That’s right–Stuyvesant Square is its own neighborhood. Haven’t heard of it? That may be because you’ve been confusing it with neighboring Gramercy Park or Stuyvesant Town. But in fact, this charming little neighborhood is a highly desirable enclave in its own right.
Situated around Stuyvesant Square Park, the area is bound roughly by 14th and 18th Streets and First and Third Avenues. It could be considered the southeastern corner of Gramercy Park or an extension of planned development Stuyvesant Town, but some real estate professionals like the exclusivity that the lesser-known moniker offers. Others have come up with creative alternatives like “Gramercy Park on Stuyvesant Square.” But regardless of what you call it, Stuyvesant Square has a unique blend of limited space, historic landmarks, and mixed uses that makes for a bustling New York City neighborhood.
More on Stuyvesant Square here
Growing up just west of the Andes Mountains in the small town of Tucumán in northwest Argentina, Cesar Pelli wasn’t exposed to the vibrant cityscapes that he today helps to shape. He got his start designing low-cost, affordable housing for the Argentine government, which helped him develop an appreciation for each project’s unique sense of place. Breaking from the traditional mold of many world-famous architects, he designed buildings as a response to their neighborhoods, not as a preconceived signature aesthetic.
Now, with a long list of acclaimed international projects to his name, Pelli is lauded for creating structures that honor a city’s history and enrich the local landscape. And here in New York City, home to some of his most celebrated works, the Pelli mark has making an indelible impression on the architecture and real estate fields.
We dive deeper into Cesar Pelli’s past, present, and future
Though everything seems to slow to a glacial pace during the summertime months, a sluggish market wasn’t the case for condo sales the week of July 14th. Buyers steadily scooped up prime properties with the city so far recording 249 condo and co-op sales. Manhattan’s biggest buys came via the usual suspects—Flatiron’s One Madison, and uptown faves Carnegie Hill and the Arpthorp—with deals ranging from $10.1 million up to $14.5 million.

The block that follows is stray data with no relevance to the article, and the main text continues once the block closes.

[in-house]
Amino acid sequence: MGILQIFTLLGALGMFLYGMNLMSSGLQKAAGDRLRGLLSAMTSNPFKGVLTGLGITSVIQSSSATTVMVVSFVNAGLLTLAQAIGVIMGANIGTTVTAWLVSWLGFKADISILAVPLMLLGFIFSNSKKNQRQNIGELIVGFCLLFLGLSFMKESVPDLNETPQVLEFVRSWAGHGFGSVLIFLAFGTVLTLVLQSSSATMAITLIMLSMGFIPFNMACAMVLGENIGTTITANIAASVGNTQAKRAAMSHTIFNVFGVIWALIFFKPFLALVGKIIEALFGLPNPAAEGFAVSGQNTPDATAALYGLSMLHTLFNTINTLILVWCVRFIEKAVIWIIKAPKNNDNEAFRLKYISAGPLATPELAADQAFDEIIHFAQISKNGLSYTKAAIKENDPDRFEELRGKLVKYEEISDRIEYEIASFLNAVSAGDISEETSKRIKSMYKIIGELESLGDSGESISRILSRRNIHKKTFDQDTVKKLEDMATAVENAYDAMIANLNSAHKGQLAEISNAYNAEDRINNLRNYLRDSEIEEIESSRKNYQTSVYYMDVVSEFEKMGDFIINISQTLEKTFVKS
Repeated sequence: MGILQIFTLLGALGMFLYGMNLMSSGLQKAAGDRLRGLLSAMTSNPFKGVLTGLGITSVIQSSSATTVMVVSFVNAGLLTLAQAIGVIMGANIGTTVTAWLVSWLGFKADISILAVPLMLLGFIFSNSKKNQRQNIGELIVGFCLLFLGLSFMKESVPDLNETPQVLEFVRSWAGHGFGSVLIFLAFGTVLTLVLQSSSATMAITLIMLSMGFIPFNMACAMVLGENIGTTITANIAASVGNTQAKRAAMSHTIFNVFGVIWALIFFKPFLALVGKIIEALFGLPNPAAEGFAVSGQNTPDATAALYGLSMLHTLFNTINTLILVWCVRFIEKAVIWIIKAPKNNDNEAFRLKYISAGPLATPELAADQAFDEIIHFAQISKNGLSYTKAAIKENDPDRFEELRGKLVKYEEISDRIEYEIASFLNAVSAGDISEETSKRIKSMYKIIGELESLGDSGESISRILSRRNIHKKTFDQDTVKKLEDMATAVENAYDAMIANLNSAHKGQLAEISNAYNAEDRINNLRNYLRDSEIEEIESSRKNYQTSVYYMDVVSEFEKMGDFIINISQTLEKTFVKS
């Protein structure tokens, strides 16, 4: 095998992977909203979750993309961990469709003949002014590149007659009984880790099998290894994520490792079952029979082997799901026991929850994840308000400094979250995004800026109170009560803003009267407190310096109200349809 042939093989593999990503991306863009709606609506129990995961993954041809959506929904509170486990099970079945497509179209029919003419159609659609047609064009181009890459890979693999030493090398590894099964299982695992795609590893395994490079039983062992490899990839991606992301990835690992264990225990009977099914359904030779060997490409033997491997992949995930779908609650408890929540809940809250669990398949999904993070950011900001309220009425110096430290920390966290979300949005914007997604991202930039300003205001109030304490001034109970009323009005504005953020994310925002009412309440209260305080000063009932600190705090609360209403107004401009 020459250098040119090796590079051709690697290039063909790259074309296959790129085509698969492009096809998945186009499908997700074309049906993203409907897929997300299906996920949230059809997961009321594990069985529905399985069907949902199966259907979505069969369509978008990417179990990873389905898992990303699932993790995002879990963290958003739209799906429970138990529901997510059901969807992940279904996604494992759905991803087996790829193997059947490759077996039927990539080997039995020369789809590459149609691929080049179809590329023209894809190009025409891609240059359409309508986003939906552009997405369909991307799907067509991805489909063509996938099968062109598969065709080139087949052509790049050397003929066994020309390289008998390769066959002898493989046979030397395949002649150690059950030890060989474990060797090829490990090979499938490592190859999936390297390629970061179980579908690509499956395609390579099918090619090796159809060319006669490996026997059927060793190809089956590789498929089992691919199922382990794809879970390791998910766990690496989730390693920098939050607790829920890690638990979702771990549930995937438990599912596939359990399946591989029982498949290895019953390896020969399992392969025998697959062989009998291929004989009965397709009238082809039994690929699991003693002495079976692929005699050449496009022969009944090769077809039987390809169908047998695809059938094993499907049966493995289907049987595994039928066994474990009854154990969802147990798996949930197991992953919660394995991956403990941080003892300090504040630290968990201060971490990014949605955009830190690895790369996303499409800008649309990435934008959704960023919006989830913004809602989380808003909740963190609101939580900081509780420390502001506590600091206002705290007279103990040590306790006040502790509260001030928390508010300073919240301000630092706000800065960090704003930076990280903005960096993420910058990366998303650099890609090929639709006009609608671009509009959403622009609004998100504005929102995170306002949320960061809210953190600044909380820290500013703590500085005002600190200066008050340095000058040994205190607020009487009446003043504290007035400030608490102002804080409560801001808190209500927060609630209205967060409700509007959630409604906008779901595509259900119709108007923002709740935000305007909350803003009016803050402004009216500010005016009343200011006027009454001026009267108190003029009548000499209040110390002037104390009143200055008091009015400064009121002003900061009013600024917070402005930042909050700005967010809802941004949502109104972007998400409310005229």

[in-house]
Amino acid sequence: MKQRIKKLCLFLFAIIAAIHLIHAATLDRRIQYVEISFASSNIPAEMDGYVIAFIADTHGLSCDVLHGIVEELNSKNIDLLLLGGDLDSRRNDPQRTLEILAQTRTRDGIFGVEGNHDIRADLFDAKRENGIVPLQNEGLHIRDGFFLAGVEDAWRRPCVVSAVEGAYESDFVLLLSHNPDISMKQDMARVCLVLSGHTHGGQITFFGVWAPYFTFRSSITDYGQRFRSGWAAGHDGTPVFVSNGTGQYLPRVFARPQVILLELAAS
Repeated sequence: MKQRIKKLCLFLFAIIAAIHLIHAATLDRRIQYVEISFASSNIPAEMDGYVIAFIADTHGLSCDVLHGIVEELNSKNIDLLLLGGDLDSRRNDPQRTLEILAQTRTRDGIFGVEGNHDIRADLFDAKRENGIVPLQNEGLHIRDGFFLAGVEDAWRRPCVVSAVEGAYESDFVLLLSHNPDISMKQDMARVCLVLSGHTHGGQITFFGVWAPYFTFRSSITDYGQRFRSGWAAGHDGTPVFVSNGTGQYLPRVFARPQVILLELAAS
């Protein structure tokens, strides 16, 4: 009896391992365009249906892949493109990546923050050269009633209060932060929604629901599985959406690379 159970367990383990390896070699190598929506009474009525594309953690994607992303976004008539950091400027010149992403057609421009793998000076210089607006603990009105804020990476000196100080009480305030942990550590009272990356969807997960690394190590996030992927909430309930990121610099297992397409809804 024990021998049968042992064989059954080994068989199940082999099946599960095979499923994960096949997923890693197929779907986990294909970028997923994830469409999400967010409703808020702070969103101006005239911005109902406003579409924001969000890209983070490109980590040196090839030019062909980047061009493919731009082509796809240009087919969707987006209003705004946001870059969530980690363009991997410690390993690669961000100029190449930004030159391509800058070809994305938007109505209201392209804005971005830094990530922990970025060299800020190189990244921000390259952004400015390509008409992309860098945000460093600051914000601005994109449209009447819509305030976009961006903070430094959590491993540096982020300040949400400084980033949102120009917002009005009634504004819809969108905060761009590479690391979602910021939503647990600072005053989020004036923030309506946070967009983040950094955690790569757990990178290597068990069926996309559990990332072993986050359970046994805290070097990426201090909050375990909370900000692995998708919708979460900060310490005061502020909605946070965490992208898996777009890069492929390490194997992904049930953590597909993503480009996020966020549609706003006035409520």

According to CityRealty‘s Market Insight report, although the city’s top exchanges registered above 23rd Street, when eyeing contracts closed over the last 90 days, it looks like Downtown Manhattan reigned supreme when it came to the highest number of units sold (337), and the top prices garnered per square foot ($2,077 and $2,047 in the West Village and Soho, respectively). Overall, the area recorded an impressive $1 billion in total sales over the last three months.
All the details in graph form here
Great neighborhood? Check. Great apartment? Check. Curb appeal?
Killer first impressions can be long lasting — and whether it’s a newly advertised flavor of Ben & Jerry’s, an ad for Tory Burch’s latest shoe collection —or finding new digs, “love at first sight” spot-on marketing moments play a sizeable role in how we make our decisions.
Industry experts note that a large percentage of a house hunter’s decision to explore a property further than the curb is based the project’s “wow” factor. Truth is, it sets the “perception” stage of what’s to come beyond a grand entrance or swanky lobby that was designed to provide a sense of arrival and belonging. Obviously, at the end of the day, a building’s outside will only persuade potential buyers to see more, and first impressions can vary from one individual to the next, but the “I was meant to live here” moment is fairly universal.
How a building’s design tugs at your desire to ‘be someone’
Plans for a Second Avenue subway have been on the drawing boards since flapper dresses were all the rage. But not until now has this pipeline dream started to take shape.